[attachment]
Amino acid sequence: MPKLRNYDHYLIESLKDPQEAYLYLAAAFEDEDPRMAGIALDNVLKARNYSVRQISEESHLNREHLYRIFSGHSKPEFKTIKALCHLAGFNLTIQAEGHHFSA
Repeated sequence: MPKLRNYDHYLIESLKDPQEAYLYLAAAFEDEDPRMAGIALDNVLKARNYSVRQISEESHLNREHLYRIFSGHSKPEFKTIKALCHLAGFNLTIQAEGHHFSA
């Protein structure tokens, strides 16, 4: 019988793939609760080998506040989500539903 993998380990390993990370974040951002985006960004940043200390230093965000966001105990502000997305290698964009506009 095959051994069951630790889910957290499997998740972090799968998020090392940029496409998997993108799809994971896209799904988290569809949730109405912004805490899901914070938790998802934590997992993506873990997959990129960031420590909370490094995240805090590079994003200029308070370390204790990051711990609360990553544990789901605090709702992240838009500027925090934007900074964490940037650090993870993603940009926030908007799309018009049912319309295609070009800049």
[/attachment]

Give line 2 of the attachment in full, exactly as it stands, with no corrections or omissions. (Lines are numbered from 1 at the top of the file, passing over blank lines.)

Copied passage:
Repeated sequence: MPKLRNYDHYLIESLKDPQEAYLYLAAAFEDEDPRMAGIALDNVLKARNYSVRQISEESHLNREHLYRIFSGHSKPEFKTIKALCHLAGFNLTIQAEGHHFSA